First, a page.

Cory Maye, 30, celebrated his release with friends, family and the lawyers who defended him during his case.
Maye, who was arrested in 2001 for the shooting, plead not guilty during the case. At the time, he claimed he did not know the men breaking into his home were police and that he was just trying protect his 18-month-old daughter when he shot Prentiss, Mississippi, police officer Ron Jones. Jurors felt otherwise and convicted Maye of capital murder in 2004.
Despite initially receiving the death penalty, Maye’s time was cut short early last month when a judge threw out the capital murder charges and allowed Maye to plead guilty to the lesser charge of manslaughter.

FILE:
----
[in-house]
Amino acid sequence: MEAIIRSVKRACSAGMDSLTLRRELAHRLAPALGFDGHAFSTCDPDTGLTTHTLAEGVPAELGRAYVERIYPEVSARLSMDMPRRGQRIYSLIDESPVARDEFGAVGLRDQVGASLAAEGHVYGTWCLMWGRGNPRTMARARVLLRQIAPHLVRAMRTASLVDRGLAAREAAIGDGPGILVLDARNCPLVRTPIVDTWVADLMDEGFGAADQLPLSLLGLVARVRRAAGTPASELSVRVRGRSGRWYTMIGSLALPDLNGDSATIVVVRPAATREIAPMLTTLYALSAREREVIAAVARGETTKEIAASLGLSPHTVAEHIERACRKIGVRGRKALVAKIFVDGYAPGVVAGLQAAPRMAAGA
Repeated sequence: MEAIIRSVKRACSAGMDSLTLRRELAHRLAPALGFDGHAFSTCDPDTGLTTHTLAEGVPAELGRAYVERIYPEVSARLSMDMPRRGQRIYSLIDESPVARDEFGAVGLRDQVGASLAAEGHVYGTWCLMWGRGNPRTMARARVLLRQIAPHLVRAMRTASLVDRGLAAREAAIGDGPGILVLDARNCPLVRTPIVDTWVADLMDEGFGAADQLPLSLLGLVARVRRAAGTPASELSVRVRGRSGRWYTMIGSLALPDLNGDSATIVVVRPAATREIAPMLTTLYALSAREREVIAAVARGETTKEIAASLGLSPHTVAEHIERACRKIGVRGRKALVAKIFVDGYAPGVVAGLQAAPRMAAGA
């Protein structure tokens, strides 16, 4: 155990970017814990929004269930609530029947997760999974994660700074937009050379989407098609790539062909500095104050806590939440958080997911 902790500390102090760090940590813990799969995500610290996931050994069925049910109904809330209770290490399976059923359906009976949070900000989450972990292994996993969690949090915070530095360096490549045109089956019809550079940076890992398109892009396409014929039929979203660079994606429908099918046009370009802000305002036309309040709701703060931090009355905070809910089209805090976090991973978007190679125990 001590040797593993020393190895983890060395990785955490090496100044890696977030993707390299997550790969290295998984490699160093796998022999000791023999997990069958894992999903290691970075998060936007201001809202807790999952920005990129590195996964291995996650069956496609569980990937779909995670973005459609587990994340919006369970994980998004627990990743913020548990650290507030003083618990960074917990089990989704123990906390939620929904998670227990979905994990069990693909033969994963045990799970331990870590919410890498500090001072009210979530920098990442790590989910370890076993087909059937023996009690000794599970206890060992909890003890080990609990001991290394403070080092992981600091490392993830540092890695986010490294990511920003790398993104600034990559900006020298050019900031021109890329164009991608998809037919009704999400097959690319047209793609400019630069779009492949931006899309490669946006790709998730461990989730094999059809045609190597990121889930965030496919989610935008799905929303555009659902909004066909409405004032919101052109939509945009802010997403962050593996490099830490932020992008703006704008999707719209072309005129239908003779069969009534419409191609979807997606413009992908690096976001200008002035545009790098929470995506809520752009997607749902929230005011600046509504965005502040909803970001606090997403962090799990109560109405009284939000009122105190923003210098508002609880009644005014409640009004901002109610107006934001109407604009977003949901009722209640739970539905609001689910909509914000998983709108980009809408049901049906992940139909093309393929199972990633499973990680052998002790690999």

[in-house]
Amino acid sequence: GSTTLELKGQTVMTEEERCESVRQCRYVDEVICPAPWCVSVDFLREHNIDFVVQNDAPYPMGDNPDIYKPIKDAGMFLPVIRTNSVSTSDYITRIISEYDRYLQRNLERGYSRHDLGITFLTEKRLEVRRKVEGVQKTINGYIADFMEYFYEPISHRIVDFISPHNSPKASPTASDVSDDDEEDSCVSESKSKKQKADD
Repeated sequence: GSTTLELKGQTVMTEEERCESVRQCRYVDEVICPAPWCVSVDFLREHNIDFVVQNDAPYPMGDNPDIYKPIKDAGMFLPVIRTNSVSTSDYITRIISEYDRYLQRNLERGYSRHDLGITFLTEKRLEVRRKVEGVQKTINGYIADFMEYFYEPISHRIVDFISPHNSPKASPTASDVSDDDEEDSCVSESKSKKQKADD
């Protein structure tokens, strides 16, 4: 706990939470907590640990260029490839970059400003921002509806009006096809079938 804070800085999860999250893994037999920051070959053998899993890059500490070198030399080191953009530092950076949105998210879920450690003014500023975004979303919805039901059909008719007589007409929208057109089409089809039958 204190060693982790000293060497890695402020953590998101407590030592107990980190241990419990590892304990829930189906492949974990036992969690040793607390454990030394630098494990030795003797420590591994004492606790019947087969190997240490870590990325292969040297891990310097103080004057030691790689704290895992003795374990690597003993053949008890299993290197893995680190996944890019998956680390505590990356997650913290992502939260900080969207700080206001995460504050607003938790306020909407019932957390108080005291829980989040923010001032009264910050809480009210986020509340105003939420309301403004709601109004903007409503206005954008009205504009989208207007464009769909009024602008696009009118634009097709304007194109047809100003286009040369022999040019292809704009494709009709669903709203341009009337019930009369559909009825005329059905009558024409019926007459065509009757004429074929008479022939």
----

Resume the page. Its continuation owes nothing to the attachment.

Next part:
There are a lot of themes in Maye’s story. It is a story about the drug war, about the death penalty, about race and class in the South. It’s a story about the inadequacies of the criminal justice system, and it’s a story about the conflict between a man’s right to defend his home and a creeping tendency of police departments in America to serve routine search warrants by breaking down doors.